Sowing seeds: how a patch of wasteland became heart of community


In just a few years, a patch of once unused land in the middle of the Quarrendon estate in Aylesbury, Bucks, has been transformed into the beating heart of the community by the local church.
Community garden a picture of children learning

The once neglected scrap of land surrounding St Peter's Church, has been turned into a multipurpose green space – simultaneously a community garden, an exercise site, a place to grow food, an outdoor classroom, and a tranquil spot in the centre of the estate.

In partnership with local organisations, St Peter’s regularly takes referrals from the local GP surgery, known as ‘social prescribing.’

It also welcomes schools, the local Adult Education Centre, and the Youth Offenders Probation Service – where young adults learn new skills in landscaping and horticulture to help get them back into employment.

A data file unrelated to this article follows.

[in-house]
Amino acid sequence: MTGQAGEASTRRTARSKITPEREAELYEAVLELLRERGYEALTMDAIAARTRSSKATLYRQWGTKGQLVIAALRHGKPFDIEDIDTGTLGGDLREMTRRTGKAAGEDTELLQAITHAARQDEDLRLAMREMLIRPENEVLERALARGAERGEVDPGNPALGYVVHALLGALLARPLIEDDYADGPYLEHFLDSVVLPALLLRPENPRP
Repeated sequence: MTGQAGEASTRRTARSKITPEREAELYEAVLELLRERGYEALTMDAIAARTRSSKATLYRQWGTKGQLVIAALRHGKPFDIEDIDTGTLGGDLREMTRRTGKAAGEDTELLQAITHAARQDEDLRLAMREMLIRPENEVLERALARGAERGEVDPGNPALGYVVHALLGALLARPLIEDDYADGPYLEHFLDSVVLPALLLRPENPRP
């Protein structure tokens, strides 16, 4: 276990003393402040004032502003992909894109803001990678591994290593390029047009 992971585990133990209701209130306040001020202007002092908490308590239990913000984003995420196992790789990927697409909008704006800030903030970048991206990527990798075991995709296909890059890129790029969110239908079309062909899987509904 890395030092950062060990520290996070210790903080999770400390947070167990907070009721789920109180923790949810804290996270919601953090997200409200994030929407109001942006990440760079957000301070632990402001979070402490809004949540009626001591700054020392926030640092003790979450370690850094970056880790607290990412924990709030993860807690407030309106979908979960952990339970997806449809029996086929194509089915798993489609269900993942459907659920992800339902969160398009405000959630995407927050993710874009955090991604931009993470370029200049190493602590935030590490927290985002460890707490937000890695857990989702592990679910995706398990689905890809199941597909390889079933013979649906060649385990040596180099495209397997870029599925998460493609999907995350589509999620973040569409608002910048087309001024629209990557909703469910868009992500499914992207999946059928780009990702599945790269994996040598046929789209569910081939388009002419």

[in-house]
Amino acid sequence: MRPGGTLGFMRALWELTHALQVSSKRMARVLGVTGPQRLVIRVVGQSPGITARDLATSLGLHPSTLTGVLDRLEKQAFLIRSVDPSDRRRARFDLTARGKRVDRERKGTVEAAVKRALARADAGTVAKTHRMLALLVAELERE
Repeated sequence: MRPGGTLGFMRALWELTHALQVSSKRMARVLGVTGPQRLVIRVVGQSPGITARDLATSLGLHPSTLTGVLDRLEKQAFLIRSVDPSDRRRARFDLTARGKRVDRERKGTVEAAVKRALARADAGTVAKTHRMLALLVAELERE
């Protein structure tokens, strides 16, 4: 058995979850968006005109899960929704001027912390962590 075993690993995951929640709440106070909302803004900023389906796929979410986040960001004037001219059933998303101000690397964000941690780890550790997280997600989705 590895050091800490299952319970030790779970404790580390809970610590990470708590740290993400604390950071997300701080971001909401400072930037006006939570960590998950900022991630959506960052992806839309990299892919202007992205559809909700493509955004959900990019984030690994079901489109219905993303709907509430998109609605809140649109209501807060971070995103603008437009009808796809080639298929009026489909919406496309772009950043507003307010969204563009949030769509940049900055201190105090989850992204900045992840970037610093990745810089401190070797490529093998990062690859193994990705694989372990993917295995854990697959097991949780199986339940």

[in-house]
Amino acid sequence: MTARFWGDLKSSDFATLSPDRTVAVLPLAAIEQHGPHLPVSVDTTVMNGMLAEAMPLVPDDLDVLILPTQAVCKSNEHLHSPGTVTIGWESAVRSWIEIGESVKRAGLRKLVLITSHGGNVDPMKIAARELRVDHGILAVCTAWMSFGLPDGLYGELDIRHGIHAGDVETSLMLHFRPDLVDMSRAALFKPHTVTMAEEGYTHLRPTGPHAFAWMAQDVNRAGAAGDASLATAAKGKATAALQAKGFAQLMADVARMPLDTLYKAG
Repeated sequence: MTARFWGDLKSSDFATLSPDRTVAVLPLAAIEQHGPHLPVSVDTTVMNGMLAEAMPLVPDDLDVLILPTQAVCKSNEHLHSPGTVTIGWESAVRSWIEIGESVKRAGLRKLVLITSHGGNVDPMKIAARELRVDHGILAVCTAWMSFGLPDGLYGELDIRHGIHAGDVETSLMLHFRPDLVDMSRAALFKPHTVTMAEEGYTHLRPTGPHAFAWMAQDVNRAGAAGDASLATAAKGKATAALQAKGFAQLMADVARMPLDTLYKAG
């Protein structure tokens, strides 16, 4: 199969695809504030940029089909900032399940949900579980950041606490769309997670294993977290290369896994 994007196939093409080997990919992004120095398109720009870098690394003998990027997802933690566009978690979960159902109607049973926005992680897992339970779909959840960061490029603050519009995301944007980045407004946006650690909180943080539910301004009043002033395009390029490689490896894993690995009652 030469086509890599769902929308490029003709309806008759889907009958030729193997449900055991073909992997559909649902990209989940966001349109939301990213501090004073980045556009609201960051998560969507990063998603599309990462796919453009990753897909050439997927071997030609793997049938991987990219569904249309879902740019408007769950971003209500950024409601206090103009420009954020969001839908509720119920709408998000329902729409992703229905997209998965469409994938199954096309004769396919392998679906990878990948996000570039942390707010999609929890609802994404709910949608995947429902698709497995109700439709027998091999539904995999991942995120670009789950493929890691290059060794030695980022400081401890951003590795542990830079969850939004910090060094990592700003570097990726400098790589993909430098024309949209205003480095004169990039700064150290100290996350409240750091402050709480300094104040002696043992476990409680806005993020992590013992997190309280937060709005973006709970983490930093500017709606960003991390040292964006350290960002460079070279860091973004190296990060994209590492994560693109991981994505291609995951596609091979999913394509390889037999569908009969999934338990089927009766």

Even the fresh fruit and vegetables grown on the garden are distributed at the local foodbank, and many raised beds have QR codes for people to watch videos on how to use the produce.

“You would be surprised how small a patch of land you can start a community garden on,” the vicar, Revd Pete Wheeler explained.

“The garden helps us tackle some of the markers of deprivation we find here – health and wellbeing, loneliness and isolation, education and skills, and poverty affecting both seniors and children – all exacerbated by the pandemic.

“Best of all, the garden causes local people to come into contact with a church family who welcome and love them.

“Throughout the week, relationships are built, and seeds are sown. Faith is nurtured and grown here.

“It is an amazing tool for mission in our wonderful estate community.”

The Church of England's Vision and Strategy for the 2020s is helping us to be a Church which proclaims and lives out the Good News of Jesus Christ afresh in every generation.